• [0065]
    Since in addition to being an enumeration class, the “Bond” class is also a value class, a variable assigned to an instance of the enumerant “A3” has its own copy of the “Grade” property. Thus, the variable named “prime1” has its own copy of the “Grade” property and the variable named “prime2” has its own copy of the “Grade” property.
  • [0066]
    If the immutability of the “Grade” property was not enforced, the command at line 460 would have caused the value of the copy of the “Grade” property for the variable named “prime1” to be set to “Speculative”. This would have created an instance that is distinct from the enumerants defined by the enumeration 320. For example, in the enumeration 320, the enumerant “A3” is defined as having a “Grade” property whose value is “Prime”. However, if the immutability for the “Grade” property was not enforced at line 460, “prime1.Grade” would have been assigned the value “Speculative”. Note that the enumeration 320 does not include an enumerant “A3” which has a “Grade” property whose value is defined as “Speculative”. Thus, allowing the assignment at line 460 would create an instance of an enumeration class that is not part of the enumeration 320 defined in the class definition 300.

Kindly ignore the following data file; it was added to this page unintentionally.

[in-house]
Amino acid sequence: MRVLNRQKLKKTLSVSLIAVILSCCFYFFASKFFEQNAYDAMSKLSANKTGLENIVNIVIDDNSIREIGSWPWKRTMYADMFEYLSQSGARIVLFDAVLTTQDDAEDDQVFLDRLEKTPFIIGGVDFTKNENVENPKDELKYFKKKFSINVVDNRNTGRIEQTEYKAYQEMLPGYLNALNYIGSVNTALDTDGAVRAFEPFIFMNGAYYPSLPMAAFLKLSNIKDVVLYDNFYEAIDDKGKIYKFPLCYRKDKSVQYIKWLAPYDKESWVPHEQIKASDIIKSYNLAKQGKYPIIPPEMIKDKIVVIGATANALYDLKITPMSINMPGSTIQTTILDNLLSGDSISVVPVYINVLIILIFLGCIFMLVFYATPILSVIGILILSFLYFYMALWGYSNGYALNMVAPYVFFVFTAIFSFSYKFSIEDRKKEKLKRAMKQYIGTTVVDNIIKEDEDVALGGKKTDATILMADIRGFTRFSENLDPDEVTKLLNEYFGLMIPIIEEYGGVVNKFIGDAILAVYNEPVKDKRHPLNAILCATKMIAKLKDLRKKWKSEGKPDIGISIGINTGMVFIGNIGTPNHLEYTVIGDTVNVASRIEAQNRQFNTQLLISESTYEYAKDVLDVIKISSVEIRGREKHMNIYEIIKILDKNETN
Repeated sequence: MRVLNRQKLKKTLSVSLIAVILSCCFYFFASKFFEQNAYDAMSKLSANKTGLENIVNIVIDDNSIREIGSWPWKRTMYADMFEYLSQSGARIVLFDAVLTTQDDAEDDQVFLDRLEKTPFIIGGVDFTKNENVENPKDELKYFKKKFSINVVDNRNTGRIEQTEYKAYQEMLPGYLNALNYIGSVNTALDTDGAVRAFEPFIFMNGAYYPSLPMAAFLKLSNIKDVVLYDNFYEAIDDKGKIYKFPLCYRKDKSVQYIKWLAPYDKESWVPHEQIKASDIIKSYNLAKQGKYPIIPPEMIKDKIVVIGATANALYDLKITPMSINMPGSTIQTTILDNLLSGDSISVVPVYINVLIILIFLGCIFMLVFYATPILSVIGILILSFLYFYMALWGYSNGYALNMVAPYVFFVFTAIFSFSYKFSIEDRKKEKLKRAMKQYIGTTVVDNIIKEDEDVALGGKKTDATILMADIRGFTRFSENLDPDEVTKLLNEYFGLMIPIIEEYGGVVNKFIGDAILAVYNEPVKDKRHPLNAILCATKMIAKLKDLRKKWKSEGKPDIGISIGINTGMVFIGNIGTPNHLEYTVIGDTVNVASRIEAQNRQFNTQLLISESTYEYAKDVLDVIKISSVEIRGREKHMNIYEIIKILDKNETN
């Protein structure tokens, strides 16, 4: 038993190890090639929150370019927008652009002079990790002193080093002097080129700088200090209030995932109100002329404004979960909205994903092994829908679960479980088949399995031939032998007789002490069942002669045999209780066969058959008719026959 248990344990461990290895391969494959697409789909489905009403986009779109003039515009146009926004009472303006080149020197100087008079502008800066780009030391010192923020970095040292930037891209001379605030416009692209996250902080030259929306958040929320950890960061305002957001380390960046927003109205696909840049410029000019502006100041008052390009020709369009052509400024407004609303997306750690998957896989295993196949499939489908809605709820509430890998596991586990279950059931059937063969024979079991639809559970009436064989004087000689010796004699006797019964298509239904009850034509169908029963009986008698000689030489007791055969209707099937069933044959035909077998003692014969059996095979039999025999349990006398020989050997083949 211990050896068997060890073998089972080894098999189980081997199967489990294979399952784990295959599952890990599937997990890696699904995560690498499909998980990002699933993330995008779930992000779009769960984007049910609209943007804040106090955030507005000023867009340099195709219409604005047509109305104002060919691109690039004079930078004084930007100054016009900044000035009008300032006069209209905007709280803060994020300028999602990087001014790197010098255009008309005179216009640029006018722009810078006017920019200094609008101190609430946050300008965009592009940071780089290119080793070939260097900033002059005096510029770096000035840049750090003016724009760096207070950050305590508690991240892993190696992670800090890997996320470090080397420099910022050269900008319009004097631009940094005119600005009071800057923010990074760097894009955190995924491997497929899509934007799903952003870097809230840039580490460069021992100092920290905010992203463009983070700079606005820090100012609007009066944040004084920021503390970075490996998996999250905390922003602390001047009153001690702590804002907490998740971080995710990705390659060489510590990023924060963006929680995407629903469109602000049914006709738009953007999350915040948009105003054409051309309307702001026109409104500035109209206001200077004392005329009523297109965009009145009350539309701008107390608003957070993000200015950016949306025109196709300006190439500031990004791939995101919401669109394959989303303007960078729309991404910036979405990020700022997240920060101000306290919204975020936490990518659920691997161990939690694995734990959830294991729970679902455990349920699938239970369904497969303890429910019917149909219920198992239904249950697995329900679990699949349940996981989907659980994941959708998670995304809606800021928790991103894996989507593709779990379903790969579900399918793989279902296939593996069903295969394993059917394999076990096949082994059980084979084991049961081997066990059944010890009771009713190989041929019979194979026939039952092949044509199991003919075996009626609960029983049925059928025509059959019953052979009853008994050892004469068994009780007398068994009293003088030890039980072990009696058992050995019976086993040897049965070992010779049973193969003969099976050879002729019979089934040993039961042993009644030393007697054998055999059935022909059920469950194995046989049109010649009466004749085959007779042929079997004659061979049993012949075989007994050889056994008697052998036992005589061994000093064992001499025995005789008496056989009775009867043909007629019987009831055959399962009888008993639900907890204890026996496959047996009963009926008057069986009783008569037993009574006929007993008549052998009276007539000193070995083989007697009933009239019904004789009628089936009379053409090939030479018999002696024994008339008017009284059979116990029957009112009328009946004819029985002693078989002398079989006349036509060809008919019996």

• [0067]
    It should also be noted that, in this example, the enumeration 320 is defined as containing a pre-defined fixed set of enumerants. Thus, attempting to add an enumerant that is not defined in the enumeration 320 may not be allowed, because allowing such may, for example, allow an enumerant to be added to the pre-defined fixed set of enumerants. Therefore, in response to the attempt at line 460 to change the value of “prime1.Grade” to “Speculative”, TCE 200 may disallow the attempt and report an error.
  • [0068]